Adolf Hitler to use the cover of a peace mission to Pope Pius XII for spying purposes failed to deceive the Vatican.
The amazing tale was related in Civility ('attolica, a Jesuit fortnightly which is often said to reflect Vatican views, by Fr Robert Graham, a specialist in the history of Pope Pius XII and the Second World War.
He tells how Domenico Russo, an emigrant Italian journalist, an ardent Catholic and antiFascist, made several journeys with permis sion of highly-placed Nazis in an effort to draw Pope Pius XII to call for a peace conference in Lisbon.
Armed with exceptional travel permits from Nazi authorities and possibly funded by the Germans, Russo travelled from Paris, where he was working, to Italy, Spain, Portugal and Switzerland. Ilk travels brought him into contact with many influential journalists and also with his boyhood friend, Cardinal Luigi Maglione, one-time nuncio to Paris and later Vatican Secretary of State.
The object of Russo's efforts, Fr Graham said, was to create a climate in which Pope Pius could call a peace conference over which he would personally preside. All these efforts, however sincere on the part of Russo, came to naught.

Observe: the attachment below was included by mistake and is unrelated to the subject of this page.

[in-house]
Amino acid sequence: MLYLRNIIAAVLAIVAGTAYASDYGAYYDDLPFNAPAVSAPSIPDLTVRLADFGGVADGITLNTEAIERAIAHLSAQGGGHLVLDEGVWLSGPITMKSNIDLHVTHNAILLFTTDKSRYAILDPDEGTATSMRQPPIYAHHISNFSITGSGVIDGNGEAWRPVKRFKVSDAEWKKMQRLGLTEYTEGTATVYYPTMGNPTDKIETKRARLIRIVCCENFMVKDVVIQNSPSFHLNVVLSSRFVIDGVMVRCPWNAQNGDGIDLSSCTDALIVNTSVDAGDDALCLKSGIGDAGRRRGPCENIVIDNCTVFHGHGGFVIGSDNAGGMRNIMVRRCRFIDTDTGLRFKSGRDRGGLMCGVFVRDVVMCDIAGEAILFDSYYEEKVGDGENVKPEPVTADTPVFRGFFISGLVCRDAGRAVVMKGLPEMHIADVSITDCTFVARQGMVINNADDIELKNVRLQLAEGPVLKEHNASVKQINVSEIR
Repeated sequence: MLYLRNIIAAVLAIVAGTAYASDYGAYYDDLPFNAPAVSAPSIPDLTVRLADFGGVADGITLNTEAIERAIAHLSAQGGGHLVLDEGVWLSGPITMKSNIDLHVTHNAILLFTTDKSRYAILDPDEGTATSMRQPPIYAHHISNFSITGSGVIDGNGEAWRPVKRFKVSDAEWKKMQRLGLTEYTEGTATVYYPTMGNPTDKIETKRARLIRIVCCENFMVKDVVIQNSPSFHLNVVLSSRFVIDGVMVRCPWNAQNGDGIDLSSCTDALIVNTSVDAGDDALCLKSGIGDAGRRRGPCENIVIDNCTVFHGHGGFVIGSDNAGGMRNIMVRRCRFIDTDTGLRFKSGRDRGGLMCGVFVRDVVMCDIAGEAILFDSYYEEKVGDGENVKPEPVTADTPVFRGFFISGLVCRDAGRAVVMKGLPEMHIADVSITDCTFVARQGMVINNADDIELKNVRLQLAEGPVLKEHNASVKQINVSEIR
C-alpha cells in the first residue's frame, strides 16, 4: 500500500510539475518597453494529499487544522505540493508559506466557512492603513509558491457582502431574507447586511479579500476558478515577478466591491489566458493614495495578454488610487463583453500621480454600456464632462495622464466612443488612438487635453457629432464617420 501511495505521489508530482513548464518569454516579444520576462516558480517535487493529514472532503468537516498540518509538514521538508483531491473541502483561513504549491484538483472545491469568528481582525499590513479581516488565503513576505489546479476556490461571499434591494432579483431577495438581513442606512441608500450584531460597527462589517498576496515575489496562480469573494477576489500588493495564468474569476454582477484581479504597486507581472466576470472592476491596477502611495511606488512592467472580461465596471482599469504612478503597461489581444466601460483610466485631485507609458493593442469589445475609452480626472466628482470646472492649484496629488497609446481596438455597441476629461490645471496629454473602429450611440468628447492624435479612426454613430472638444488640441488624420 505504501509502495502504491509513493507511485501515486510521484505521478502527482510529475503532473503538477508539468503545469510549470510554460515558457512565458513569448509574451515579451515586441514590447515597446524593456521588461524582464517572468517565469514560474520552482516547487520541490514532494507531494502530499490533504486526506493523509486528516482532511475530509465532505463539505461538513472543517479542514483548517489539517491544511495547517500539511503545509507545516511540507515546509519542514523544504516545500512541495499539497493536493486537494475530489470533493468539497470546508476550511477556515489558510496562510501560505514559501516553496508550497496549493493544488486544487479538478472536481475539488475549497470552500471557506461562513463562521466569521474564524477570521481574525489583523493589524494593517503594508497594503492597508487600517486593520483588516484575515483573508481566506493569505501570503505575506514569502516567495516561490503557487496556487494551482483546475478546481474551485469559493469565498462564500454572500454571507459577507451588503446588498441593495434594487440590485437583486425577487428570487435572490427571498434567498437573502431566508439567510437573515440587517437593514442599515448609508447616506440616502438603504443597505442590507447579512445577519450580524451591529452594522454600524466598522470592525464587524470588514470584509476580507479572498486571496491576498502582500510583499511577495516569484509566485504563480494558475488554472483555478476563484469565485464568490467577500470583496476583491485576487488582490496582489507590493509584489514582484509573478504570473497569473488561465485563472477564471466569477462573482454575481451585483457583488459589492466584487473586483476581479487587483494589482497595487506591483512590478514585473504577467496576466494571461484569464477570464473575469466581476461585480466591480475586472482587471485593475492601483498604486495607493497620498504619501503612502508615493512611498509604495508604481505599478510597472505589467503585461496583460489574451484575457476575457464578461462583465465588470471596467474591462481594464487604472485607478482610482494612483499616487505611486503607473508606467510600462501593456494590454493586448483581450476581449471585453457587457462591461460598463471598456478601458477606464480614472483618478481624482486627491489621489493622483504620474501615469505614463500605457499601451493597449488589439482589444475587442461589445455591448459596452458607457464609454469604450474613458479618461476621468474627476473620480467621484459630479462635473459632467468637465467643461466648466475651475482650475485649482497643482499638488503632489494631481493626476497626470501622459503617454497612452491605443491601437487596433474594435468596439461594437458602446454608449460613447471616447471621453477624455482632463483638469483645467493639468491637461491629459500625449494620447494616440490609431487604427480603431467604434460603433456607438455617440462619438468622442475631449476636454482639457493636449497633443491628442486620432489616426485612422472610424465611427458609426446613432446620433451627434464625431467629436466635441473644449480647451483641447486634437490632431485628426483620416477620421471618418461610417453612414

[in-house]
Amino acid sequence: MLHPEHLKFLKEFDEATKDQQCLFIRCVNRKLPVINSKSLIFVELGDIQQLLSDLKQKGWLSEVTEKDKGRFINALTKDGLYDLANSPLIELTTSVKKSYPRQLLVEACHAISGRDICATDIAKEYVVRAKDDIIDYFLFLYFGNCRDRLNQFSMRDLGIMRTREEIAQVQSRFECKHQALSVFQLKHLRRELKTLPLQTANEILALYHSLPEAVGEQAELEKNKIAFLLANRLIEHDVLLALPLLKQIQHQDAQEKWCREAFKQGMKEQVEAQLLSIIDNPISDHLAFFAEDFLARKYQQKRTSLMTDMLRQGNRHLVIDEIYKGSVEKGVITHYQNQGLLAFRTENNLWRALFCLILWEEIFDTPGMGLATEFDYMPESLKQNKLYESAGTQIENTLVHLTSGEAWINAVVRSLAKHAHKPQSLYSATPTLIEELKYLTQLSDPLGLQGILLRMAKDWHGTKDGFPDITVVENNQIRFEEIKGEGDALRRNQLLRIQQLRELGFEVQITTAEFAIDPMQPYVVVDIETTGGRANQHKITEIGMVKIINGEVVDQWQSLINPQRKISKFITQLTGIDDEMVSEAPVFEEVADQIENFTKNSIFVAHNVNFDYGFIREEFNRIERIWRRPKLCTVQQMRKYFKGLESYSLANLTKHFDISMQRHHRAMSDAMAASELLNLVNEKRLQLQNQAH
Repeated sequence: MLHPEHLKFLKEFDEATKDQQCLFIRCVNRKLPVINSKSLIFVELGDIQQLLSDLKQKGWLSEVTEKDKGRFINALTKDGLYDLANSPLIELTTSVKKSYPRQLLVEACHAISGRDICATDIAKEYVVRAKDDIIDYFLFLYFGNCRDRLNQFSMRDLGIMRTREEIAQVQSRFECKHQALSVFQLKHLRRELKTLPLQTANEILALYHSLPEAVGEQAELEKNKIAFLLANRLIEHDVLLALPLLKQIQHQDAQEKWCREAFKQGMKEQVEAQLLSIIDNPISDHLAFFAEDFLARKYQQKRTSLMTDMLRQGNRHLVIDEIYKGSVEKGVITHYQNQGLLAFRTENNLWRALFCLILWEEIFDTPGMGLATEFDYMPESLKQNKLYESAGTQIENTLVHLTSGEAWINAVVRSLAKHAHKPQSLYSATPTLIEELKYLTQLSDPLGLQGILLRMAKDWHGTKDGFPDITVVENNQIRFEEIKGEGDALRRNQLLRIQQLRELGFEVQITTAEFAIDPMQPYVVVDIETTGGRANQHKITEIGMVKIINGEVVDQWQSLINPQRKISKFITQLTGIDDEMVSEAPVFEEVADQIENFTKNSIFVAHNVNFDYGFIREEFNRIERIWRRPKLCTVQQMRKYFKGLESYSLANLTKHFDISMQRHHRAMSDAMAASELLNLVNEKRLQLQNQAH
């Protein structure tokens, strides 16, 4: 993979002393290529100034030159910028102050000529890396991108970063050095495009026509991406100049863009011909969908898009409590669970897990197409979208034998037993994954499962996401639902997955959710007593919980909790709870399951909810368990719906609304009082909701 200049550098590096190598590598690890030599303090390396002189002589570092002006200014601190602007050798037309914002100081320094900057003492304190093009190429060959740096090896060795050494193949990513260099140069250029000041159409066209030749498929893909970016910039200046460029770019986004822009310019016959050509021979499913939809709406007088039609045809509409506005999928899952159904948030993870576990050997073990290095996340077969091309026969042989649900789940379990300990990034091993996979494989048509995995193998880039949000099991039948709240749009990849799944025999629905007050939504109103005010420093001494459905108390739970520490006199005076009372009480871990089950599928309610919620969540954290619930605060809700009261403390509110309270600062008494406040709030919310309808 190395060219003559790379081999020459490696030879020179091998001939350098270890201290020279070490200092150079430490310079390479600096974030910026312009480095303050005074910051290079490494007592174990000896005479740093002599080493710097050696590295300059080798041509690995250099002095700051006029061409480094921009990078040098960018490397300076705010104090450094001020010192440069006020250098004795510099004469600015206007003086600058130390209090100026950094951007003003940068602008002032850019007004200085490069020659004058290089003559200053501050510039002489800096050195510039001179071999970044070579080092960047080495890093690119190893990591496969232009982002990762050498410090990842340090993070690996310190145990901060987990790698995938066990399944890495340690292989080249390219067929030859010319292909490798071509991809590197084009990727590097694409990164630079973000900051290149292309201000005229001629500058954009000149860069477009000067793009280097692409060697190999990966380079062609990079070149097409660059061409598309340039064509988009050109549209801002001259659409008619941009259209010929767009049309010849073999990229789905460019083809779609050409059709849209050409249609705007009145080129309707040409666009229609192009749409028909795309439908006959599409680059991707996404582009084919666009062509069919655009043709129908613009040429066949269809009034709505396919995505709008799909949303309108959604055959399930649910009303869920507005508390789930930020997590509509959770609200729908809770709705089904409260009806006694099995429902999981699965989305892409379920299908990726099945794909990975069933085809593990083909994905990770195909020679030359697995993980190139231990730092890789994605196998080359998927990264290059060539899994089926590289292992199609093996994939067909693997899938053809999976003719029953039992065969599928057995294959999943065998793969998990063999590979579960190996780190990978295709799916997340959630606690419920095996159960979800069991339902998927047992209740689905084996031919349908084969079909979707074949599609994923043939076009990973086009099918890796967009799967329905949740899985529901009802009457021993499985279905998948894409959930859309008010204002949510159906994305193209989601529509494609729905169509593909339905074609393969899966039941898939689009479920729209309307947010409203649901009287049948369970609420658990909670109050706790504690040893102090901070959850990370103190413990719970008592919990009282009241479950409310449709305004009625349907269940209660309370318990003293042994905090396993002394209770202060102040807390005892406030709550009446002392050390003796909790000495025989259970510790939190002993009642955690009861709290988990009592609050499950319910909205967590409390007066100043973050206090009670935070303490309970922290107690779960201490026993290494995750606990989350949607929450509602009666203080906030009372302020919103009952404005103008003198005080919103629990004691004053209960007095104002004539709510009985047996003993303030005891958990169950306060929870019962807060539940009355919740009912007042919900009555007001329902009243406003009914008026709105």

Fr Graham argued that Russo was really a dupe of the Paris branch of the Gestapo, and was used by them as an unsuspecting tool to gather information they deemed useful for their own purposes. He operated under the authority of Hermann Keller, an unfrocked Benedictine abbot, who was a Gestapo official in Paris and a favourite of Ileinrich Himmier, head of the Nazi SS.
Keller used Russo as a source of informa
tion on people who were advocating a movement for peace, Fr Graham said. In the prevailing atmosphere of 1942, Fr Graham wrote, "a papal intervention would not have been seen as impartial or dictated by humanitarian sentiments, but rather as a tendentious position favouring one of the other side, depending on the military situation of the moment.
"In 1942-43 Pope Plus XII If RS in no way disposed to do anything that night 'save Hitler' by making an appeal for peace. Nor, contrary to press reports of that time, was Hitler disposed to listen to any call by the Pope for a peace conference."